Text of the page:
Is Your Employee Onboarding Process Sinking the Ship?

July 14, 2015 | Posted by Libby Black | Training

First impressions are powerful. Within the first seven seconds of meeting someone, your brain makes thousands of observations and assumptions that will color future associations. It’s not so different when an employee starts at a new company.

The onboarding process is an organization’s chance to demonstrate to new hires that the promises of the recruitment phase were on target. It’s a chance to create positive feelings about the company and job responsibilities and increase competence in performing those responsibilities. Every employee goes through some form of onboarding, but without some planning and forethought, a clumsy process can create inefficiency, losses in productivity and confusion. No one wants to make a bad first impression.

And an inefficient onboarding process wastes money. Employees take longer to begin actively contributing. The cost from employee turnover increases, and there the cost of manually completing steps that could be automated to consider.

Below are a few signs of trouble on the horizon.

1. No Standard Process

Without some kind of standard model for onboarding, the time to orient new people can drag out or miss important steps entirely. In addition, manually onboarding people misses out on the advantages of technology and managing the onboarding process. Standardized web or portal-based onboarding systems can create efficiencies such as minimizing travel expenses and more targeted training. And let’s not overlook the importance of providing clear expectations on employees’ ability to do their job well.

2. Unorganized Content

It’s a lot like a messy room. If onboarding content and materials aren’t organized, a lot of time is wasted looking for them or recreating them. When information exists but is not structured in a logical, intelligent way, then an organization is not getting the most value out of that content. By putting that information; which can include things like mission statements, explanations of organizational structure, or career planning; together it can be easily accessed by new hires and current employees as well. From a career development standpoint this is valuable information to both groups.

3. Unrecognized Changes in the Workforce

Change happens. Mergers, acquisitions, rapid recruiting and hiring: all of these and more can require shifts in how onboarding is best handled. In our recent post, “Onboarding: Orienting Employees to a Workplace in Flux” we discussed the changing demographics of today’s workforce and the interest in experience, a dynamic work environment and flexibility. Emphasizing aspects of the organization that are most attractive to employees as well as the ability to accommodate larger hire groups and address new organizational structures are ways companies can engender loyalty and reduce confusion.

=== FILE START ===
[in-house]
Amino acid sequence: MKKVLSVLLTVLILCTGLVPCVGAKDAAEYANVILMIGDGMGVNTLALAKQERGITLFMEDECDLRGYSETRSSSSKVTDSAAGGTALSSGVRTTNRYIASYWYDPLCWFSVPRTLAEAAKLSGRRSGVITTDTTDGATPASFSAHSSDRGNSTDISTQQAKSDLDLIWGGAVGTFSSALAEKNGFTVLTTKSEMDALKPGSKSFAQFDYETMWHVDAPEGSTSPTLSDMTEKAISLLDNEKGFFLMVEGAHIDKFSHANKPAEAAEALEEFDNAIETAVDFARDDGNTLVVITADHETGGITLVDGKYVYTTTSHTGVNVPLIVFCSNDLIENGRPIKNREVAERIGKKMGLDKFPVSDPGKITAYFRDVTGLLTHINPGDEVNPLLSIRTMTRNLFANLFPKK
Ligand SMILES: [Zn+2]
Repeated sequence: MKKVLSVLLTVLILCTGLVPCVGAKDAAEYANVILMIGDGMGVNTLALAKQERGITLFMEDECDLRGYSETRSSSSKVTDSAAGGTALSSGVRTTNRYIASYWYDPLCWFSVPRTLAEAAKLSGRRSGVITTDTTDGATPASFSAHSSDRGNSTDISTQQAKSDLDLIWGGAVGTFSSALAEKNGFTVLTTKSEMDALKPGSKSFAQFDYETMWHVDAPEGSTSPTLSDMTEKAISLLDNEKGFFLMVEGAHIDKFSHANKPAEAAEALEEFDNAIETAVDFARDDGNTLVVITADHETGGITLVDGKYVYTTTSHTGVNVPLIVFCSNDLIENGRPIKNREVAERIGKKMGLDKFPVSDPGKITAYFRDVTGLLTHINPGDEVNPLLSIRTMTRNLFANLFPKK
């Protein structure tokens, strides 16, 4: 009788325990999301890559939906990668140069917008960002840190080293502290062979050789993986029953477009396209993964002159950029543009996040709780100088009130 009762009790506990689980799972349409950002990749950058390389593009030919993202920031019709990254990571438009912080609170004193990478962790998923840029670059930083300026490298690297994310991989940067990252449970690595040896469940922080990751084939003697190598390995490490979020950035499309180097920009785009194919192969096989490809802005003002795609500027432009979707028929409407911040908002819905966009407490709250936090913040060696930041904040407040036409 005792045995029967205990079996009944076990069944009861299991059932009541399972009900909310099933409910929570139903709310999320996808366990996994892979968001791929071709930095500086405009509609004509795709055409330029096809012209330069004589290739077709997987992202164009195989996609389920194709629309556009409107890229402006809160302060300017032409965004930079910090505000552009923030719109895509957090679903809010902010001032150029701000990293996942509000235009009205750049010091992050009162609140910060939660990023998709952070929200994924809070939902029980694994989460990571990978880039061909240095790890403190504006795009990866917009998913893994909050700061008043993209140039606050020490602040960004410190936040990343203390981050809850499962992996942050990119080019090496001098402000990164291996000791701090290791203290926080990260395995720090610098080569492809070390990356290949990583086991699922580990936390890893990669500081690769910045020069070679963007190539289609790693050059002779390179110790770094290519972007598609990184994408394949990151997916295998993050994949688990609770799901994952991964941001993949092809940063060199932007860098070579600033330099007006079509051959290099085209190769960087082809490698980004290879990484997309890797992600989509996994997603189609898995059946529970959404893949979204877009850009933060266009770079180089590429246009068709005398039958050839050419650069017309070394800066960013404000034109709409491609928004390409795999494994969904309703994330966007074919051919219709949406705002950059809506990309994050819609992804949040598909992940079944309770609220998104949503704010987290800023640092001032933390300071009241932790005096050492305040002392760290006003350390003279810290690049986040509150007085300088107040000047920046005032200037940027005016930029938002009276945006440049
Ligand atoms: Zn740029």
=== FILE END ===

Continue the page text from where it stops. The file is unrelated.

4. Programs and Initiatives Not Coordinated with the Onboarding Effort

Some companies will invest heavily in recruiting top talent, but then more or less leave said recruits to fend for themselves once the job begins. Or there may be performance incentives that aren’t properly explained to new hires. By not coordinating efforts, companies miss out on the full return on their investments.

Aspects of Successful Onboarding

“A good onboarding process is really an immersion into the company, into the culture and then into the role that the new hire will be filling,” shares Joseph Bastian, Learning and Performance Consultant for Alteris Group.

A blended employee orientation approach may start with an orientation portal. It could include individual logins for customizable self-study where employees can learn about the culture and history of the company and complete forms. On-site orientations with the entire hire group provide more immersion. Later employees begin meeting key contacts in the group they will be working with as well as job specific information. There are many options for optimizing the onboarding experience, but the first step is realizing how important the process can be for the organizations as a whole. Defining the process and carrying it out successfully can provide a big return on investment.

“You have to plan,” Bastian shares. “If you’ve got all these new employees and new initiatives and don’t’ have a plan in place for how you are going to bring them into the fold, you won’t get the results you’re working toward.”